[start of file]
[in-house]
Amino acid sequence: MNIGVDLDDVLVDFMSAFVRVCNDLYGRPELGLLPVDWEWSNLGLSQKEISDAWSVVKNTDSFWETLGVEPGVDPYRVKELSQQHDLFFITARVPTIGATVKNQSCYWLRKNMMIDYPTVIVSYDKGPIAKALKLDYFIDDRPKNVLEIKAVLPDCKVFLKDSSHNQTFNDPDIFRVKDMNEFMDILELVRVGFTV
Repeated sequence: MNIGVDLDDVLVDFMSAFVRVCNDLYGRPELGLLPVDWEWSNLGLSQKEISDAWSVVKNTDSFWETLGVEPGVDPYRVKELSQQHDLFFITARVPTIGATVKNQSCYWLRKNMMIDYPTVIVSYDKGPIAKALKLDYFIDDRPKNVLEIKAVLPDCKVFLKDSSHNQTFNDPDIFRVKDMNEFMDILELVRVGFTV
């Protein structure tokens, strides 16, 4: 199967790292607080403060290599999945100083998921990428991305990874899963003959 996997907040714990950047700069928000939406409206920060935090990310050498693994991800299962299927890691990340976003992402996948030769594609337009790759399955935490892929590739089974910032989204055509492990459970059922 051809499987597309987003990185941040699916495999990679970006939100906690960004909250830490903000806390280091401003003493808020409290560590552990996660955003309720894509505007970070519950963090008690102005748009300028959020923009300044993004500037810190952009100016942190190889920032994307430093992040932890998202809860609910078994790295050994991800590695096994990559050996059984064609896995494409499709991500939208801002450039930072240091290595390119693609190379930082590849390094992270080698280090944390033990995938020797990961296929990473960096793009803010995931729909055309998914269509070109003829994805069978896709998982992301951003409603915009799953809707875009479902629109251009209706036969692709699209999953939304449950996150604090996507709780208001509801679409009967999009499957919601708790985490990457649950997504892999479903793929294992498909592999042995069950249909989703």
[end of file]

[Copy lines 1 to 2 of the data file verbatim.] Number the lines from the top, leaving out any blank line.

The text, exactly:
[in-house]
Amino acid sequence: MNIGVDLDDVLVDFMSAFVRVCNDLYGRPELGLLPVDWEWSNLGLSQKEISDAWSVVKNTDSFWETLGVEPGVDPYRVKELSQQHDLFFITARVPTIGATVKNQSCYWLRKNMMIDYPTVIVSYDKGPIAKALKLDYFIDDRPKNVLEIKAVLPDCKVFLKDSSHNQTFNDPDIFRVKDMNEFMDILELVRVGFTV